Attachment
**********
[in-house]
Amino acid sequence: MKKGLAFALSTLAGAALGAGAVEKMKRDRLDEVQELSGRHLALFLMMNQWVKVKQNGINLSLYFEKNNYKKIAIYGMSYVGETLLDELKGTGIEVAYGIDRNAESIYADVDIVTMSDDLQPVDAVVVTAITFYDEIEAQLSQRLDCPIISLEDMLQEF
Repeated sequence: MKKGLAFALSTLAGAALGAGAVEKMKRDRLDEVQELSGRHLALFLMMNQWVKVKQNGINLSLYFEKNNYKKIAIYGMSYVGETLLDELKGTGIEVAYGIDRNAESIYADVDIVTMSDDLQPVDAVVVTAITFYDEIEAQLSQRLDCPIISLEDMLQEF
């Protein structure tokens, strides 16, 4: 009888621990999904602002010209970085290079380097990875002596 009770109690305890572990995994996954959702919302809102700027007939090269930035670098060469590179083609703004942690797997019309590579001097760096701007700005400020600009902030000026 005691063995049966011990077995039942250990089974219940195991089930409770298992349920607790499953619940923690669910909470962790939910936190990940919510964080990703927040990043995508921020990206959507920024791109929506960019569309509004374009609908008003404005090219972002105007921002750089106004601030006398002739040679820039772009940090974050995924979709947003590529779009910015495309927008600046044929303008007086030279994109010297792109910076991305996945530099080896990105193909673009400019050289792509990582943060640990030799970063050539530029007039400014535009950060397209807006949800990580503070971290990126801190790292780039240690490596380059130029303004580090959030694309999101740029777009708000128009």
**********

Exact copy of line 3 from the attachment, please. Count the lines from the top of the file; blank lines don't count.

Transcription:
Repeated sequence: MKKGLAFALSTLAGAALGAGAVEKMKRDRLDEVQELSGRHLALFLMMNQWVKVKQNGINLSLYFEKNNYKKIAIYGMSYVGETLLDELKGTGIEVAYGIDRNAESIYADVDIVTMSDDLQPVDAVVVTAITFYDEIEAQLSQRLDCPIISLEDMLQEF